“The Sustainable Design concentration offers a great foundation of the most essential ideas for those who wish to be an agent of change,” said Armour, who is an architect and LEED accredited professional.
Students who complete the Sustainable Design coursework at Pellissippi State earn a two-year Associate of Applied Science degree. The 60-hour concentration includes classroom and open-lab time.
Student safety is of paramount importance at Pellissippi State Community College, and to help preserve the health and wellness of both students and employees, the college is partnering with the Knoxville Family Justice Center to implement the Campus SaVE Act.
“We are very fortunate and grateful to have a partnership with the Family Justice Center,” said Mary Bledsoe, dean of students and assistant vice president of Student Affairs at Pellissippi State. “They provide valuable, important resources to our students who encounter or know someone who is in a dangerous situation.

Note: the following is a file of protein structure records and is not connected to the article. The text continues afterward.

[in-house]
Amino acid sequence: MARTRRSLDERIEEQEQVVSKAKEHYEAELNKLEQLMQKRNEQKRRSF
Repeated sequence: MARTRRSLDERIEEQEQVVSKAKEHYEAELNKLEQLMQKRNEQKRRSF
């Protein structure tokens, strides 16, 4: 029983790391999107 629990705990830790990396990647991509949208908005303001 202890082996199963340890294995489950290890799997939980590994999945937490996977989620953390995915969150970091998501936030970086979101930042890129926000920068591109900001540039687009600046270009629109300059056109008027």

“Pellissippi State is committed to supporting the survivors of violence as they seek to work through those situations. There are safe places on our campuses for them to go to find that support.”
Pellissippi State and the Family Justice Center signed a memorandum of understanding Thursday, Aug. 7.
With the Family Justice Center, Pellissippi State will provide training to students and employees on how to deal with violence, stalking, and trauma. One of the training tools is a video for new students. The video includes interviews with campus security staff, other college employees and Justice Center spokespeople. It gives tips on how to prevent dangerous situations and offers solutions for how to deal with such situations if they arise.